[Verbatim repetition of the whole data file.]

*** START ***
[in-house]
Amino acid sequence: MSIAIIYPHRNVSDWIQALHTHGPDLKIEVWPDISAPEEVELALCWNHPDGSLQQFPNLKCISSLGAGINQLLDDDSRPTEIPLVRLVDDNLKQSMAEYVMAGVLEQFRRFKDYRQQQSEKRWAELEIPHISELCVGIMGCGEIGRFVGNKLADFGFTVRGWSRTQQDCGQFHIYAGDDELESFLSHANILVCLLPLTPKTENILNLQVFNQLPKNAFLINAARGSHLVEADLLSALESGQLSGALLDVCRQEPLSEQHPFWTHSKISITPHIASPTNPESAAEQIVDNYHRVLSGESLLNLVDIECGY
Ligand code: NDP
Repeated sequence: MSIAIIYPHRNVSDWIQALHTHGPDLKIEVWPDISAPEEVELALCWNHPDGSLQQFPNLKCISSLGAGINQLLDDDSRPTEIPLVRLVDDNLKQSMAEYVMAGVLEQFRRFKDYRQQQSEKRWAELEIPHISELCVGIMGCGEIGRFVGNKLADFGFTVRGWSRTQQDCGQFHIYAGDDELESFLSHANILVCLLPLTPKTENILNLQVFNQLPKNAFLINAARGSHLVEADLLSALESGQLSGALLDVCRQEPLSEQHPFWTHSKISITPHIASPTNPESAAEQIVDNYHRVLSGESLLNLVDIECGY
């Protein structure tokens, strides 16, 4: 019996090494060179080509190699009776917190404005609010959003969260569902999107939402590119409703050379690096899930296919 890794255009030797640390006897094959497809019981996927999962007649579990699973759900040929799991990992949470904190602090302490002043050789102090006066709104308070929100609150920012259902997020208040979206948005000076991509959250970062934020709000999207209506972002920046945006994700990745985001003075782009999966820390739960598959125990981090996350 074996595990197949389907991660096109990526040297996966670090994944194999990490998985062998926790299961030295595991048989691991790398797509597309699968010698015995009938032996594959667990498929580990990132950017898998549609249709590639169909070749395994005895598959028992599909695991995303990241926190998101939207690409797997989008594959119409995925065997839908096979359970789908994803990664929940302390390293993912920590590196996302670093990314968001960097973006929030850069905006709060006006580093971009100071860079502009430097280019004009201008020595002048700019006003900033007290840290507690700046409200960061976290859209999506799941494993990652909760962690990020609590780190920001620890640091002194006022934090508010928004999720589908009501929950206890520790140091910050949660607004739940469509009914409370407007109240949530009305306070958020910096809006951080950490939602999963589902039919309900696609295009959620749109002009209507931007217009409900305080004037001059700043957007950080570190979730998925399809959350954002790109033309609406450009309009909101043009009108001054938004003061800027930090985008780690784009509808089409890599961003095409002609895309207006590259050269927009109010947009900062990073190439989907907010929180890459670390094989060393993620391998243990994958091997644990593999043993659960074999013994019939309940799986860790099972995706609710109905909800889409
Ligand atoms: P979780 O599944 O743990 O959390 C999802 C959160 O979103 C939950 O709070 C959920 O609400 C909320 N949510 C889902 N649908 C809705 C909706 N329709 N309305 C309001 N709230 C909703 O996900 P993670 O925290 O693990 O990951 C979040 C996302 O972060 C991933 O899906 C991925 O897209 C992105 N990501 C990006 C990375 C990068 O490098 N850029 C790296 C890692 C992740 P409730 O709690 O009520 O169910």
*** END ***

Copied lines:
[in-house]
Amino acid sequence: MSIAIIYPHRNVSDWIQALHTHGPDLKIEVWPDISAPEEVELALCWNHPDGSLQQFPNLKCISSLGAGINQLLDDDSRPTEIPLVRLVDDNLKQSMAEYVMAGVLEQFRRFKDYRQQQSEKRWAELEIPHISELCVGIMGCGEIGRFVGNKLADFGFTVRGWSRTQQDCGQFHIYAGDDELESFLSHANILVCLLPLTPKTENILNLQVFNQLPKNAFLINAARGSHLVEADLLSALESGQLSGALLDVCRQEPLSEQHPFWTHSKISITPHIASPTNPESAAEQIVDNYHRVLSGESLLNLVDIECGY
Ligand code: NDP
Repeated sequence: MSIAIIYPHRNVSDWIQALHTHGPDLKIEVWPDISAPEEVELALCWNHPDGSLQQFPNLKCISSLGAGINQLLDDDSRPTEIPLVRLVDDNLKQSMAEYVMAGVLEQFRRFKDYRQQQSEKRWAELEIPHISELCVGIMGCGEIGRFVGNKLADFGFTVRGWSRTQQDCGQFHIYAGDDELESFLSHANILVCLLPLTPKTENILNLQVFNQLPKNAFLINAARGSHLVEADLLSALESGQLSGALLDVCRQEPLSEQHPFWTHSKISITPHIASPTNPESAAEQIVDNYHRVLSGESLLNLVDIECGY
């Protein structure tokens, strides 16, 4: 019996090494060179080509190699009776917190404005609010959003969260569902999107939402590119409703050379690096899930296919 890794255009030797640390006897094959497809019981996927999962007649579990699973759900040929799991990992949470904190602090302490002043050789102090006066709104308070929100609150920012259902997020208040979206948005000076991509959250970062934020709000999207209506972002920046945006994700990745985001003075782009999966820390739960598959125990981090996350 074996595990197949389907991660096109990526040297996966670090994944194999990490998985062998926790299961030295595991048989691991790398797509597309699968010698015995009938032996594959667990498929580990990132950017898998549609249709590639169909070749395994005895598959028992599909695991995303990241926190998101939207690409797997989008594959119409995925065997839908096979359970789908994803990664929940302390390293993912920590590196996302670093990314968001960097973006929030850069905006709060006006580093971009100071860079502009430097280019004009201008020595002048700019006003900033007290840290507690700046409200960061976290859209999506799941494993990652909760962690990020609590780190920001620890640091002194006022934090508010928004999720589908009501929950206890520790140091910050949660607004739940469509009914409370407007109240949530009305306070958020910096809006951080950490939602999963589902039919309900696609295009959620749109002009209507931007217009409900305080004037001059700043957007950080570190979730998925399809959350954002790109033309609406450009309009909101043009009108001054938004003061800027930090985008780690784009509808089409890599961003095409002609895309207006590259050269927009109010947009900062990073190439989907907010929180890459670390094989060393993620391998243990994958091997644990593999043993659960074999013994019939309940799986860790099972995706609710109905909800889409
Ligand atoms: P979780 O599944 O743990 O959390 C999802 C959160 O979103 C939950 O709070 C959920 O609400 C909320 N949510 C889902 N649908 C809705 C909706 N329709 N309305 C309001 N709230 C909703 O996900 P993670 O925290 O693990 O990951 C979040 C996302 O972060 C991933 O899906 C991925 O897209 C992105 N990501 C990006 C990375 C990068 O490098 N850029 C790296 C890692 C992740 P409730 O709690 O009520 O169910």